Saturday, May 28, 2011

Out of the Vinyl Deeps

I found something today that I'd known I wanted, but didn't expect to turn up: a new collection of Ellen Willis's pop/rock criticism, Out of the Vinyl Deeps (Minnesota, 2011), edited by her daughter Nona Willis Aronowitz.

Because her main interest was political (left/feminist/Zionist), Willis didn't write much about music after about 1980, though her rock criticism was always political. After her very professional essay on Bob Dylan was published in Cheetah in 1967, the New Yorker, of all places, hired her as their rock critic. She stayed on until 1975, writing fifty-six pieces for them. Her work was very influential but partly because she left the field and (mostly?) because she was female, it has been largely forgotten. This compilation and republication may help to remedy that situation -- I hope so.

As I read the book, though, I'm struck by some odd mistakes, especially in reviews of Bob Dylan's work. In the Cheetah article, for example, she refers to the "electronic beat" (11) of "Desolation Row", whose instrumentation consists of two acoustic guitars and an electric bass. Not exactly "Pump Up the Jam"; the arrangement owes a lot more to Marty Robbins's 1959 song "El Paso" than to the Rolling Stones. Again, she wrote that on 1970's New Morning Dylan "plays the piano for the first time since Highway 61 Revisited" (32) but Dylan had played piano on "Dear Landlord" on John Wesley Harding. (Hell, he's credited with playing piano on Blonde on Blonde.) These aren't big problems, just small annoyances, but couldn't they have been fixed for republication?

I'm also bothered by some more serious mistakes, as when she confused "bisexuality" with "androgyny" in a piece on David Bowie.
As for his self-proclaimed bisexuality, it really isn't that big a deal. British rock musicians have always been less uptight than Americans about displaying, and even flaunting, their "feminine" side. Androgynousness is an important part of what the Beatles and the Stones represent; once upon a time Mick Jagger's bisexual mannerisms and innuendos were considered far out. Bowie's dyed red hair, makeup, legendary dresses, and onstage flirtations with his guitarist just take this tradition one theatrical step further [39-40].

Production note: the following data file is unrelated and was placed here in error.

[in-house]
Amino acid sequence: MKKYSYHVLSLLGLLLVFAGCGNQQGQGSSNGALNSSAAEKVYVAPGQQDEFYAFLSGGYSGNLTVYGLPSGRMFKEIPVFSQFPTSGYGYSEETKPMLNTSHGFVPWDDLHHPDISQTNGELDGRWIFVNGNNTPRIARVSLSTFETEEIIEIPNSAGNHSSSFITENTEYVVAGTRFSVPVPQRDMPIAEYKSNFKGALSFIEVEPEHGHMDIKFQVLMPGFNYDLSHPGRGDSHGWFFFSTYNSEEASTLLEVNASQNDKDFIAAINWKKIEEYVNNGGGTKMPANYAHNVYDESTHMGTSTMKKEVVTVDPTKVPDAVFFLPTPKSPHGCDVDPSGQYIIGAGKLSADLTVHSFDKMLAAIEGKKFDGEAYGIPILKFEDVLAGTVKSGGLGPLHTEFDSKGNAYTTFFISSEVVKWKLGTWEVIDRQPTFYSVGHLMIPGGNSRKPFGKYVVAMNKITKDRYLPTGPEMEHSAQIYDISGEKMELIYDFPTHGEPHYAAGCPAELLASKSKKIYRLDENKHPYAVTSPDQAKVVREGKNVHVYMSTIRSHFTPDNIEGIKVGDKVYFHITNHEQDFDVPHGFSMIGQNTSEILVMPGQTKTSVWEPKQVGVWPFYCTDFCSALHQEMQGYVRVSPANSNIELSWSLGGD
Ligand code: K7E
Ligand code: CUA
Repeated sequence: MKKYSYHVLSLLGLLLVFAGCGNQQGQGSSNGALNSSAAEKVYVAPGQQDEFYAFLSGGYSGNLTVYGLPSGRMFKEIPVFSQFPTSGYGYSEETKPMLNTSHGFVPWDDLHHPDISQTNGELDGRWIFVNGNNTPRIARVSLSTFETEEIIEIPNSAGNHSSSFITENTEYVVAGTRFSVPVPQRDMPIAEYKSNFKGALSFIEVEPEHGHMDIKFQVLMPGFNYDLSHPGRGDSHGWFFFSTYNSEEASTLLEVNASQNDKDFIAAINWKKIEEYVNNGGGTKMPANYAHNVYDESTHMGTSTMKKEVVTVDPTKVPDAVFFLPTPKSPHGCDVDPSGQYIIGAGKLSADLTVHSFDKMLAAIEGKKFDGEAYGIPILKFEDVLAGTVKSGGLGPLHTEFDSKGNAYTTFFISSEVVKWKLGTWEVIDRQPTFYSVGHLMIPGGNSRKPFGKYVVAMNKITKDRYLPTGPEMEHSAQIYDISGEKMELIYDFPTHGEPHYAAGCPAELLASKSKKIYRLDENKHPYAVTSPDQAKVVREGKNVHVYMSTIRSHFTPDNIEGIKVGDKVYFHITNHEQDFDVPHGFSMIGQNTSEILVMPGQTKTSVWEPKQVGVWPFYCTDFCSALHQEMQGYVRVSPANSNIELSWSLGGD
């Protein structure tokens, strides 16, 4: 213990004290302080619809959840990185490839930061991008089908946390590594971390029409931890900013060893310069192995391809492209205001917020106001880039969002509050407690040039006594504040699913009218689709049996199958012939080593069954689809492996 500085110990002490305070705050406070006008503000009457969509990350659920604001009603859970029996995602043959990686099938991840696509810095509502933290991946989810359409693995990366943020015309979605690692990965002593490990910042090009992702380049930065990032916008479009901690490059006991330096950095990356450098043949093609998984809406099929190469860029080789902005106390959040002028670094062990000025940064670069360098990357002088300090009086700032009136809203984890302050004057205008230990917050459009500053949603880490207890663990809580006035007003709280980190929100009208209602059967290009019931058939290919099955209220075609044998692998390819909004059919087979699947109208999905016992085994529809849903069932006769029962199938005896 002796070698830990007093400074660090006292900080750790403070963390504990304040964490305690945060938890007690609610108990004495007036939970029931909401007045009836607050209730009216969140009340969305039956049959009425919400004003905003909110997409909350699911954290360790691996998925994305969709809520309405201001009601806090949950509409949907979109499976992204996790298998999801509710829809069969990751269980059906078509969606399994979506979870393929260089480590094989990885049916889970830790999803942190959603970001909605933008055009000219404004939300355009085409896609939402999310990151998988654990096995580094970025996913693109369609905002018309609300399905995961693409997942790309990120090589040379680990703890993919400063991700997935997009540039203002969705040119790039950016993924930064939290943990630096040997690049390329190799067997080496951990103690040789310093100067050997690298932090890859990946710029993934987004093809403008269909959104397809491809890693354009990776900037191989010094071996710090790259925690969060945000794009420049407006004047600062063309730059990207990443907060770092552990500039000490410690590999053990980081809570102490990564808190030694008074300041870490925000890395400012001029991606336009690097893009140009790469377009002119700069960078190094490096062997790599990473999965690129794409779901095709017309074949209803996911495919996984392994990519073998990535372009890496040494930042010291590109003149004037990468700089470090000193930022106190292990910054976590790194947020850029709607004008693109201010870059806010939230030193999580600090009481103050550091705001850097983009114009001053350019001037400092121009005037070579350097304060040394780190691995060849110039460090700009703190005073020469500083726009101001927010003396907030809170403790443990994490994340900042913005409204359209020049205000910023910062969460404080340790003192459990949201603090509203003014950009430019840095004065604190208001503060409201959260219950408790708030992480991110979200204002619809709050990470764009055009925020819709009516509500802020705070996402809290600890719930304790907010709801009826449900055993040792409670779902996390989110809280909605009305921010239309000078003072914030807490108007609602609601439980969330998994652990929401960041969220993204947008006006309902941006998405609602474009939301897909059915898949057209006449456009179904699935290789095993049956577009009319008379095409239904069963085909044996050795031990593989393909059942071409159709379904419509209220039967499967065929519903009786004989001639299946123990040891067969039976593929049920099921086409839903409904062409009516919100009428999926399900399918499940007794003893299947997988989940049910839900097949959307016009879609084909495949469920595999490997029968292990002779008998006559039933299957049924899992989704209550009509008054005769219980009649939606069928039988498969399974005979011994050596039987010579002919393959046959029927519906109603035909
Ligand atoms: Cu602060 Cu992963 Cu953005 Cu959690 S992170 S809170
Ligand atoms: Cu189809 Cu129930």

"Bisexuality" doesn't mean a man wearing a dress or wearing lipstick (strictly speaking, neither does "androgyny"): it means that one relates sexually to persons of both sexes. It's true that many male rock critics were upset by Bowie's theatrical effeminacy (Lester Bangs once referred to him as "the chicken-headed king of suck rock"), but Bowie's bisexuality involved writing songs about sexual/erotic love between males, most notoriously "Queen Bitch" from Hunky Dory. There were also rumors -- I'm not sure at this remove how seriously to take them -- of love affairs between Bowie and other male rockers. Willis doesn't mention any of this, and I don't believe she wasn't aware of it.

It occurred to me how much the job of writing has changed since the early 70s when Willis mentioned that Nils Lofgren looked "like a cross between Donovan and the lead singer of the McCoys" (36). The New Yorker's fact checkers were famous even in those days, so surely someone could have made a phone call and learned that the lead singer of the McCoys was Rick Zehringer (aka Rick Derringer), later to play with Johnny Winter, Steely Dan, and as a soloist; but nowadays you (or I, anyway) would expect a writer to do some Googling rather than leave out the name.

(Another mark of changing times: she refers to "the ten-dollar-top ticket prices" (37) for Elvis Presley's 1972 Madison Square Garden concert, clearly regarding that as a high price. It's like seeing an old movie featuring a gas station selling gasoline for under a dollar a gallon.)

Mostly, though, it's a pleasure to reread these pieces, many of which I read when they first appeared. I value Willis's writing so much because, as her New Yorker colleague Karen Durbin writes, she was "that wondrous creature, an intellectual who deeply valued sensuality". Even when I disagree with her, which I did more often later in her career as she became more of an apologist for Israel and even (to some extent, ambivalently) for the War on Terror, she's one of my most important role models as a writer and an intellectual.

(Which reminds me, I need to do a post about Paul Berman's Terror and Liberalism, and when I do, I want to address Willis's review of it.)